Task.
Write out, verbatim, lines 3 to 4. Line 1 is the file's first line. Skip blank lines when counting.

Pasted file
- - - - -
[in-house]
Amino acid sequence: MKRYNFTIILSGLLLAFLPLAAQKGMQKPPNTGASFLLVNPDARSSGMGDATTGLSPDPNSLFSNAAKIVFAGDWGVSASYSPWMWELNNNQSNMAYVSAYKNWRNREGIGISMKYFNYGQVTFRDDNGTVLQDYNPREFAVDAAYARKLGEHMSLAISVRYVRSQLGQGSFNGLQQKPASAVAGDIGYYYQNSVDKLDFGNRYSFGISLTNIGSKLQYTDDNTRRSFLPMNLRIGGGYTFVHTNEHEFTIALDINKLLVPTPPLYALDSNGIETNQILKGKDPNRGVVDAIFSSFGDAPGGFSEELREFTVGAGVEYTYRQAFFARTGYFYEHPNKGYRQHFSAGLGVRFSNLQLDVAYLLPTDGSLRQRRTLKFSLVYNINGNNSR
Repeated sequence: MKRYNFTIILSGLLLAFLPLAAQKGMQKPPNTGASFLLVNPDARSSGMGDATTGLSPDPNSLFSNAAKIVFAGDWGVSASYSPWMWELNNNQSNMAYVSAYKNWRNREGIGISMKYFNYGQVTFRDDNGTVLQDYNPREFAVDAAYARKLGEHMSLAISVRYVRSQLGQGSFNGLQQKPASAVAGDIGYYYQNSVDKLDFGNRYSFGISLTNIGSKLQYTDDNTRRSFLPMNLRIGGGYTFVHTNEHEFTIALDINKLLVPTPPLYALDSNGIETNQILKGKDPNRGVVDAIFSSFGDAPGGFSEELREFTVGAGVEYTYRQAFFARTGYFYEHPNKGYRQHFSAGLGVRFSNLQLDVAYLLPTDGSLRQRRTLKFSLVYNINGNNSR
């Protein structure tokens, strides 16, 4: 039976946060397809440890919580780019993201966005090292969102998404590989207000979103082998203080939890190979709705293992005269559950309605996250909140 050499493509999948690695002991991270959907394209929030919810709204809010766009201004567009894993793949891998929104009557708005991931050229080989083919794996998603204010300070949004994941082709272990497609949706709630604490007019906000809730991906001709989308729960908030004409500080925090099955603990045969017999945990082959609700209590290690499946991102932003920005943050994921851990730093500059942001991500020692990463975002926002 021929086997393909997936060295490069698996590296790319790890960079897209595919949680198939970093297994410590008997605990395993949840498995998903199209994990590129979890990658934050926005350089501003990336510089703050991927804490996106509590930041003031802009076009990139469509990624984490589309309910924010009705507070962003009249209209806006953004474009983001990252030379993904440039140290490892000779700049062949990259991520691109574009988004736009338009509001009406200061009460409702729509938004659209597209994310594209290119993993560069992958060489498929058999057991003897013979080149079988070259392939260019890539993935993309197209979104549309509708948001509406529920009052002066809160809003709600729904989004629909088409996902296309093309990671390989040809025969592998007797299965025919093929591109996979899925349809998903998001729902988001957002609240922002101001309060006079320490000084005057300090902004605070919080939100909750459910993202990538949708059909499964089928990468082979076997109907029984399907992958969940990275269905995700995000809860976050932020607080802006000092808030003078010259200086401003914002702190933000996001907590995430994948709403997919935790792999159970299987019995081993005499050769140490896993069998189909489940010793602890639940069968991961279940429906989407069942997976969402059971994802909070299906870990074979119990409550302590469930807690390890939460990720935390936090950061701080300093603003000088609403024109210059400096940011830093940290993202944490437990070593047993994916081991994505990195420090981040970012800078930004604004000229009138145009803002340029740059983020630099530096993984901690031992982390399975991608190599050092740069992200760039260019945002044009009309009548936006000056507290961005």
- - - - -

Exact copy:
Repeated sequence: MKRYNFTIILSGLLLAFLPLAAQKGMQKPPNTGASFLLVNPDARSSGMGDATTGLSPDPNSLFSNAAKIVFAGDWGVSASYSPWMWELNNNQSNMAYVSAYKNWRNREGIGISMKYFNYGQVTFRDDNGTVLQDYNPREFAVDAAYARKLGEHMSLAISVRYVRSQLGQGSFNGLQQKPASAVAGDIGYYYQNSVDKLDFGNRYSFGISLTNIGSKLQYTDDNTRRSFLPMNLRIGGGYTFVHTNEHEFTIALDINKLLVPTPPLYALDSNGIETNQILKGKDPNRGVVDAIFSSFGDAPGGFSEELREFTVGAGVEYTYRQAFFARTGYFYEHPNKGYRQHFSAGLGVRFSNLQLDVAYLLPTDGSLRQRRTLKFSLVYNINGNNSR
């Protein structure tokens, strides 16, 4: 039976946060397809440890919580780019993201966005090292969102998404590989207000979103082998203080939890190979709705293992005269559950309605996250909140 050499493509999948690695002991991270959907394209929030919810709204809010766009201004567009894993793949891998929104009557708005991931050229080989083919794996998603204010300070949004994941082709272990497609949706709630604490007019906000809730991906001709989308729960908030004409500080925090099955603990045969017999945990082959609700209590290690499946991102932003920005943050994921851990730093500059942001991500020692990463975002926002 021929086997393909997936060295490069698996590296790319790890960079897209595919949680198939970093297994410590008997605990395993949840498995998903199209994990590129979890990658934050926005350089501003990336510089703050991927804490996106509590930041003031802009076009990139469509990624984490589309309910924010009705507070962003009249209209806006953004474009983001990252030379993904440039140290490892000779700049062949990259991520691109574009988004736009338009509001009406200061009460409702729509938004659209597209994310594209290119993993560069992958060489498929058999057991003897013979080149079988070259392939260019890539993935993309197209979104549309509708948001509406529920009052002066809160809003709600729904989004629909088409996902296309093309990671390989040809025969592998007797299965025919093929591109996979899925349809998903998001729902988001957002609240922002101001309060006079320490000084005057300090902004605070919080939100909750459910993202990538949708059909499964089928990468082979076997109907029984399907992958969940990275269905995700995000809860976050932020607080802006000092808030003078010259200086401003914002702190933000996001907590995430994948709403997919935790792999159970299987019995081993005499050769140490896993069998189909489940010793602890639940069968991961279940429906989407069942997976969402059971994802909070299906870990074979119990409550302590469930807690390890939460990720935390936090950061701080300093603003000088609403024109210059400096940011830093940290993202944490437990070593047993994916081991994505990195420090981040970012800078930004604004000229009138145009803002340029740059983020630099530096993984901690031992982390399975991608190599050092740069992200760039260019945002044009009309009548936006000056507290961005």